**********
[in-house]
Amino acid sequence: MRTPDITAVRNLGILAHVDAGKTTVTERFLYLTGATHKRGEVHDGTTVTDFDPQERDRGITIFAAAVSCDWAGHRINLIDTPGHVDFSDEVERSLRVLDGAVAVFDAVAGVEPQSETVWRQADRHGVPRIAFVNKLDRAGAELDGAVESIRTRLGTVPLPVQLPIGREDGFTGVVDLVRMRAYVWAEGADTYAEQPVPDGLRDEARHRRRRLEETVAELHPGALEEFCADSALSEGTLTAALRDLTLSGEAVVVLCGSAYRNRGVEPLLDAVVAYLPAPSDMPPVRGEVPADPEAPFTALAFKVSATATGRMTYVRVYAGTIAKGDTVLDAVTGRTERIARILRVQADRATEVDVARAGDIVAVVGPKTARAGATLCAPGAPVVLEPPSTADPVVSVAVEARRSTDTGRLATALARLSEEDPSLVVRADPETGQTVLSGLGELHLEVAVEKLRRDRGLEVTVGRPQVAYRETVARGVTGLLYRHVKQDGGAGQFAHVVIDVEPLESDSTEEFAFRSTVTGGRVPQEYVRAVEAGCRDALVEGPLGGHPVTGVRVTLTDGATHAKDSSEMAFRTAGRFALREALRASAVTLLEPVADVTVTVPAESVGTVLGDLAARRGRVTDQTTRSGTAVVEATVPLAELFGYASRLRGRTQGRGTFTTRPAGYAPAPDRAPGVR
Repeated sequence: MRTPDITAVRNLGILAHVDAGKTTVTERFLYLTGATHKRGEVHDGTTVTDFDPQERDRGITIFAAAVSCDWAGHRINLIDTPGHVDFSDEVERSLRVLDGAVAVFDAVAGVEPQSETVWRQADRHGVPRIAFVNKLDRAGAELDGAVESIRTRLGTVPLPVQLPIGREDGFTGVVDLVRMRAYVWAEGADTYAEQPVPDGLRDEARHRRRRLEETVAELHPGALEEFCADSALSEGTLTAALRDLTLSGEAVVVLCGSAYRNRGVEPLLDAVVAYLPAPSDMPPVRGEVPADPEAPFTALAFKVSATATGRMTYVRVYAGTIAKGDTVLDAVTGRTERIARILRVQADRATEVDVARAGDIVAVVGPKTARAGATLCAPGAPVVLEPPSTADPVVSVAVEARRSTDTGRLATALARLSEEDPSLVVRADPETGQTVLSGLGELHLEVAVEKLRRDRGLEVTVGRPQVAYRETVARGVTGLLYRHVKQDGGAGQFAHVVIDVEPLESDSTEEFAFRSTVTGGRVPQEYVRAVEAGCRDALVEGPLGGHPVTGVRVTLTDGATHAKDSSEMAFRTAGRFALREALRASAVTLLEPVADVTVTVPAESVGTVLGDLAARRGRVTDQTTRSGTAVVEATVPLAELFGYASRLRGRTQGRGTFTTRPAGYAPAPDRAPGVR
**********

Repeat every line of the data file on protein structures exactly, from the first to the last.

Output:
[in-house]
Amino acid sequence: MRTPDITAVRNLGILAHVDAGKTTVTERFLYLTGATHKRGEVHDGTTVTDFDPQERDRGITIFAAAVSCDWAGHRINLIDTPGHVDFSDEVERSLRVLDGAVAVFDAVAGVEPQSETVWRQADRHGVPRIAFVNKLDRAGAELDGAVESIRTRLGTVPLPVQLPIGREDGFTGVVDLVRMRAYVWAEGADTYAEQPVPDGLRDEARHRRRRLEETVAELHPGALEEFCADSALSEGTLTAALRDLTLSGEAVVVLCGSAYRNRGVEPLLDAVVAYLPAPSDMPPVRGEVPADPEAPFTALAFKVSATATGRMTYVRVYAGTIAKGDTVLDAVTGRTERIARILRVQADRATEVDVARAGDIVAVVGPKTARAGATLCAPGAPVVLEPPSTADPVVSVAVEARRSTDTGRLATALARLSEEDPSLVVRADPETGQTVLSGLGELHLEVAVEKLRRDRGLEVTVGRPQVAYRETVARGVTGLLYRHVKQDGGAGQFAHVVIDVEPLESDSTEEFAFRSTVTGGRVPQEYVRAVEAGCRDALVEGPLGGHPVTGVRVTLTDGATHAKDSSEMAFRTAGRFALREALRASAVTLLEPVADVTVTVPAESVGTVLGDLAARRGRVTDQTTRSGTAVVEATVPLAELFGYASRLRGRTQGRGTFTTRPAGYAPAPDRAPGVR
Repeated sequence: MRTPDITAVRNLGILAHVDAGKTTVTERFLYLTGATHKRGEVHDGTTVTDFDPQERDRGITIFAAAVSCDWAGHRINLIDTPGHVDFSDEVERSLRVLDGAVAVFDAVAGVEPQSETVWRQADRHGVPRIAFVNKLDRAGAELDGAVESIRTRLGTVPLPVQLPIGREDGFTGVVDLVRMRAYVWAEGADTYAEQPVPDGLRDEARHRRRRLEETVAELHPGALEEFCADSALSEGTLTAALRDLTLSGEAVVVLCGSAYRNRGVEPLLDAVVAYLPAPSDMPPVRGEVPADPEAPFTALAFKVSATATGRMTYVRVYAGTIAKGDTVLDAVTGRTERIARILRVQADRATEVDVARAGDIVAVVGPKTARAGATLCAPGAPVVLEPPSTADPVVSVAVEARRSTDTGRLATALARLSEEDPSLVVRADPETGQTVLSGLGELHLEVAVEKLRRDRGLEVTVGRPQVAYRETVARGVTGLLYRHVKQDGGAGQFAHVVIDVEPLESDSTEEFAFRSTVTGGRVPQEYVRAVEAGCRDALVEGPLGGHPVTGVRVTLTDGATHAKDSSEMAFRTAGRFALREALRASAVTLLEPVADVTVTVPAESVGTVLGDLAARRGRVTDQTTRSGTAVVEATVPLAELFGYASRLRGRTQGRGTFTTRPAGYAPAPDRAPGVR